(Lenexa, Kan., Oct. 29, 2020) – The U.S. Environmental Protection Agency (EPA) Region 7 announced deletions from the National Priorities List (NPL) of two lead Superfund sites, as part of Lead Poisoning Prevention Week. The Agency deleted the Annapolis Lead Mine Superfund Site in Missouri, and partially deleted properties that are part of the Omaha Lead Superfund Site in Nebraska. Deletion from the NPL benefits communities as it marks the completion of the remediation and formal documentation. In some cases, this allows communities to move forward in redeveloping and revitalizing these once contaminated areas.
“EPA has prioritized cleaning up Superfund sites and returning them to productive reuse,” said EPA Region 7 Administrator Jim Gulliford. “Annapolis and Omaha are two of the many communities here in Region 7 where EPA is leading the cleanup of historical lead contamination caused by mining, transportation and smelting. Although EPA has cleaned up thousands of properties already, a great deal more work must be done to remediate the remaining lead-contaminated properties and waterways in Region 7.”
The 200-acre Annapolis Lead Mine Superfund Site is in a rural area approximately 1 mile east of Annapolis, Missouri. Lead mining activities from 1919 to 1940 generated over 1 million tons of mining wastes, contaminating soils and sediments with heavy metals, primarily lead. Short-term remedy approaches included excavation and containment of contaminated soils. The long-term remedy consisted of in-stream stabilization techniques to prevent heavy metals from washing into the river. EPA has also implemented institutional controls to regulate the use of contaminated soils and future development on the site. Prior to deletion from the NPL, EPA conducted two Five-Year Reviews of the site’s remedy, which found the completed remedy remains protective of human health and the environment. The site is ready for potential reuse.
With the partial deletion of the Omaha Lead Superfund Site, EPA has removed an additional 117 properties from the NPL. The site, consisting of approximately 27 square miles of property within the metro area of Omaha, Nebraska, is the single largest residential lead contamination site in the nation. Soils across a broad swath of Omaha were contaminated with lead over more than a century, primarily from the operation of a major lead smelter situated along the west bank of the Missouri River, which sent particulate lead aloft from its smokestacks and deposited it on the landscape. Other sources of lead contamination at the site included a former paint manufacturer, former lead battery plant, and the decay of lead-based paint from homes and other structures. Since 2013, EPA has deleted 2,166 residential properties at the site from the NPL. EPA plans to continue partial deletions in 2021 at qualifying properties.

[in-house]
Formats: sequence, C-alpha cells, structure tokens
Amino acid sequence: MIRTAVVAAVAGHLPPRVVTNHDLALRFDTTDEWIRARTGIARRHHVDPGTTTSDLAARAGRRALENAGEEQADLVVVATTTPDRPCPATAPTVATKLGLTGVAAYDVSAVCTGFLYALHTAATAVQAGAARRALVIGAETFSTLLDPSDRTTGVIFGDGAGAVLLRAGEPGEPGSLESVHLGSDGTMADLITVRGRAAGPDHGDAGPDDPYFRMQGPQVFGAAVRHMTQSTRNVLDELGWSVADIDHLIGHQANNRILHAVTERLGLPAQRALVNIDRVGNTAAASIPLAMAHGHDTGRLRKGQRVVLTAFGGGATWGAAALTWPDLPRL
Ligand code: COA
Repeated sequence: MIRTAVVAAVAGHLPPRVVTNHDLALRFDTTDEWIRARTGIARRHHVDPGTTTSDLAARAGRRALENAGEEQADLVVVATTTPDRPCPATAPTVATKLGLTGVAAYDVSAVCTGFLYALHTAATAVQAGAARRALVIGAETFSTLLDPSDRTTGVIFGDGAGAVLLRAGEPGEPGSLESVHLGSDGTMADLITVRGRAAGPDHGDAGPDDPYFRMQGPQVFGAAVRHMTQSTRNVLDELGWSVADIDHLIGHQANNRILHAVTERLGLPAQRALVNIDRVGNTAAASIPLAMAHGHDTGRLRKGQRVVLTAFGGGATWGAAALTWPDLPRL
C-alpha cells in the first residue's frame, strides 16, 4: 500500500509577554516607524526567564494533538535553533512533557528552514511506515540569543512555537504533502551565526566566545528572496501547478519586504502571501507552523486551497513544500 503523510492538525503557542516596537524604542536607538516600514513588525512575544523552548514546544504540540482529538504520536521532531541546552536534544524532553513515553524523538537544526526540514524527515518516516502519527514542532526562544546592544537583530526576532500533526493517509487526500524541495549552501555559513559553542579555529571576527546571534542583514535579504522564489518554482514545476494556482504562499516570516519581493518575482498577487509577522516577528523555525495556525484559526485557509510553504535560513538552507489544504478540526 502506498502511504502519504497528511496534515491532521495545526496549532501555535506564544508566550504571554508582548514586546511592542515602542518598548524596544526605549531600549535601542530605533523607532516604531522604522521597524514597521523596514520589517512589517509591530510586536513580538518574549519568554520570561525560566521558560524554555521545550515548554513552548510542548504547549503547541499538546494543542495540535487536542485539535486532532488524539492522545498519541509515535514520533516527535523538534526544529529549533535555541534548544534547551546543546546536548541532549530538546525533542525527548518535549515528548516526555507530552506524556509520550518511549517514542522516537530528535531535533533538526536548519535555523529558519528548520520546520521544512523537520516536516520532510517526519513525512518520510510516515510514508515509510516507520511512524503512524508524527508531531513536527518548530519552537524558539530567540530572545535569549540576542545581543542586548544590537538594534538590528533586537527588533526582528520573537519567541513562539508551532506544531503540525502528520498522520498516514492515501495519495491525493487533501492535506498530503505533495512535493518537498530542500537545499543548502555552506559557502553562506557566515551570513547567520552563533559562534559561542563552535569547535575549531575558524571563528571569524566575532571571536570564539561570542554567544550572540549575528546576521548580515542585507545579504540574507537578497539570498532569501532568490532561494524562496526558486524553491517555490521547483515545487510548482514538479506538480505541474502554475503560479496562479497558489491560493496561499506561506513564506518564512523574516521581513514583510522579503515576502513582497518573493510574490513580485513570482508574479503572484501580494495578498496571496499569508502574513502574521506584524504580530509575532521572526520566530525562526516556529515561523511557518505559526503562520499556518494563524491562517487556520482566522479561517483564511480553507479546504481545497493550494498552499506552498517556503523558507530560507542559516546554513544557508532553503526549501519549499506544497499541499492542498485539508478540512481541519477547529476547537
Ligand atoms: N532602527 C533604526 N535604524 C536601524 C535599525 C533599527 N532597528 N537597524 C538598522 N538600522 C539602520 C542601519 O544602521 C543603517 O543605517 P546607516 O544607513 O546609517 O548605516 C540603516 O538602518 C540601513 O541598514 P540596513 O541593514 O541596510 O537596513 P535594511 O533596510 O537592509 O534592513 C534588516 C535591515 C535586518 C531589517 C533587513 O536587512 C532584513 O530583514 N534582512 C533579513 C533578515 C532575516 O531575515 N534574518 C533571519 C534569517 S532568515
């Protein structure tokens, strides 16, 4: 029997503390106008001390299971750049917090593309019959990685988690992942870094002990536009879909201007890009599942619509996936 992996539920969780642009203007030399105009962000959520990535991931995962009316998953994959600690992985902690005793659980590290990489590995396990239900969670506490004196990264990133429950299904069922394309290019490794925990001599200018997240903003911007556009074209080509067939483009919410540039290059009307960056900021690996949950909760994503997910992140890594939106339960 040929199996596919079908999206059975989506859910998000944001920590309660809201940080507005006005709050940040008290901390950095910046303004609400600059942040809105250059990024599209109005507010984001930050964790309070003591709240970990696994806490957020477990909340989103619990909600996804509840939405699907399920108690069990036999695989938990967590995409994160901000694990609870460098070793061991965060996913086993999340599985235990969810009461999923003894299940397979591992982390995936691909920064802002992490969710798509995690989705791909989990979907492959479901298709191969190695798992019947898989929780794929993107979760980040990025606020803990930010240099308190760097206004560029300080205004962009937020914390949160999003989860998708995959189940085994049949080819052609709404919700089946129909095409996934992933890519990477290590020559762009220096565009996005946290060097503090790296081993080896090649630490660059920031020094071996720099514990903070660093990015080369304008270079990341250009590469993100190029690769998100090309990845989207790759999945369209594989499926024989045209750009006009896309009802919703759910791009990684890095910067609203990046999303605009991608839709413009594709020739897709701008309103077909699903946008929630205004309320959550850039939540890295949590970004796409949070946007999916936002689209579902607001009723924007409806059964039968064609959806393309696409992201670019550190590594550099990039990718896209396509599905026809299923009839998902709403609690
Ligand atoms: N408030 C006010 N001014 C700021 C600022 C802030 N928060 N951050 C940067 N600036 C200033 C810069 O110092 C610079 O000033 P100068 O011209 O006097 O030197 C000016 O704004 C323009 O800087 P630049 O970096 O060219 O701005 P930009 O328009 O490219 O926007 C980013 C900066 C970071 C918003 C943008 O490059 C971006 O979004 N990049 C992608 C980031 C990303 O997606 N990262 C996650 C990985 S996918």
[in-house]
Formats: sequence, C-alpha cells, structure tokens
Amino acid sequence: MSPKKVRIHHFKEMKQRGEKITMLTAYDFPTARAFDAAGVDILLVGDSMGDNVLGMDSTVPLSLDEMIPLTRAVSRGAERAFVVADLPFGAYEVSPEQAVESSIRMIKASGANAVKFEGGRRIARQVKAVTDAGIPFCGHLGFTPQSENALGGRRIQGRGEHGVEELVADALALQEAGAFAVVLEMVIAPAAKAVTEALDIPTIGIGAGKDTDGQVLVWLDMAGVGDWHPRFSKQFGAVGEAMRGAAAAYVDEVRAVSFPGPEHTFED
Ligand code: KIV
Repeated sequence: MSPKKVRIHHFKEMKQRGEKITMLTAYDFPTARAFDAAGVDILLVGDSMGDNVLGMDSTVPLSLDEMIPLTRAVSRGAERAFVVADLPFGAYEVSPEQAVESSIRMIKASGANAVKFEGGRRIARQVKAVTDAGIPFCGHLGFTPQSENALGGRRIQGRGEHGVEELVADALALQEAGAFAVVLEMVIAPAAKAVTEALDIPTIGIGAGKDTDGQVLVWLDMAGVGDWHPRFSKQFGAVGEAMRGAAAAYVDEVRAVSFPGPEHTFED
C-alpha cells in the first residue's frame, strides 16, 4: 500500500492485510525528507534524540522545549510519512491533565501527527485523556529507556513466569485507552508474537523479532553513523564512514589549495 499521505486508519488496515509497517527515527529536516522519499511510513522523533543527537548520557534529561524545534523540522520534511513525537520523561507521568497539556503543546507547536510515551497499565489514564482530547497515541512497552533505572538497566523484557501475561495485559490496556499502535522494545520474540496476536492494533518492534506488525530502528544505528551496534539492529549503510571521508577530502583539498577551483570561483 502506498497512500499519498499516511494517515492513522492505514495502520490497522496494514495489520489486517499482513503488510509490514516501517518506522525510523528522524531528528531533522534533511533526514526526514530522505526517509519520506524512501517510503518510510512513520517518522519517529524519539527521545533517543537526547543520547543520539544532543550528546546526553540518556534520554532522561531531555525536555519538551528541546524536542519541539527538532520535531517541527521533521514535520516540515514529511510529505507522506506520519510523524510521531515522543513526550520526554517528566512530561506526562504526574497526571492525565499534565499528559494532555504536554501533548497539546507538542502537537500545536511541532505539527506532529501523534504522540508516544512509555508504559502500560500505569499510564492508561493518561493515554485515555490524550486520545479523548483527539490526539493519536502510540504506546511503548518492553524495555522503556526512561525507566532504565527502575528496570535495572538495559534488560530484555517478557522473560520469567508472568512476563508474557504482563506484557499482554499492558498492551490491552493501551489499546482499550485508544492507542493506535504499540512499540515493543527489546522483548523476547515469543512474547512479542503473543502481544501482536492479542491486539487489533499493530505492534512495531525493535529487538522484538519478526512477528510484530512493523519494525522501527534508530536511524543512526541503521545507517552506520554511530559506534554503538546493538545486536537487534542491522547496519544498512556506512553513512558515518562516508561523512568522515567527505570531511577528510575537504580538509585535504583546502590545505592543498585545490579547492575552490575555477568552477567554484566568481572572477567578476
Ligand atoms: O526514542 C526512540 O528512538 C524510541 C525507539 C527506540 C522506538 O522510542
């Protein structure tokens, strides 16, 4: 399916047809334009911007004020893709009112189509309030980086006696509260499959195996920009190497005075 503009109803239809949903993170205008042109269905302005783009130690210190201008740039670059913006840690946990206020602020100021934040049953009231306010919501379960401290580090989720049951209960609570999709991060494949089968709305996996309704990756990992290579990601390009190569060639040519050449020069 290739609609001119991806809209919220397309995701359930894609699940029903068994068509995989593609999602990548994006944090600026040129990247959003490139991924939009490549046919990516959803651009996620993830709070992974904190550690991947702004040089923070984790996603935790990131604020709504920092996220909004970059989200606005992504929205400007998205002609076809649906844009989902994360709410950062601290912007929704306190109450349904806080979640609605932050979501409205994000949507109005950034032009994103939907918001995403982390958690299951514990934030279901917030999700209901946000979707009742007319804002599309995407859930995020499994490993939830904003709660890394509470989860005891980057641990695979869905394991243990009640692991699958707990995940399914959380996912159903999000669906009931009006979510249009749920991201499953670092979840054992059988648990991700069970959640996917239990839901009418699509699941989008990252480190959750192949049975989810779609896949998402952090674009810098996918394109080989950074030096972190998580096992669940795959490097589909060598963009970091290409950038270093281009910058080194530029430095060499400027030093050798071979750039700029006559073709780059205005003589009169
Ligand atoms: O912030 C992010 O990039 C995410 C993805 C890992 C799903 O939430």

In 1998, noting health data that showed elevated blood lead levels in the city’s children, Omaha’s City Council asked EPA to help address lead-contaminated soils in the city’s residential yards, as well as child care facilities, schools, playgrounds and parks. Since EPA began its work in 1999, the Agency has sampled over 40,000 properties and cleaned up over 13,000 that were found to contain elevated levels of lead. After 16 years of work on the cleanup, child blood lead levels have dropped measurably in the city and are now lower than the national average.
EPA deletes sites or parts of sites from the NPL when no further cleanup is required to protect human health or the environment. Years, and sometimes decades, of complex investigation and cleanup work have gone into getting these sites to where they are today. This important milestone indicates to communities that cleanup is complete and that sites are protective of human health and the environment.
While EPA encourages site reuse throughout the cleanup process, deletions from the NPL can help revitalize communities and promote economic growth by signaling to potential developers and financial institutions that cleanup is complete. Over the past several years, the Agency has focused on streamlining the deletion process and increasing the number of opportunities to demonstrate to communities that cleanup is complete.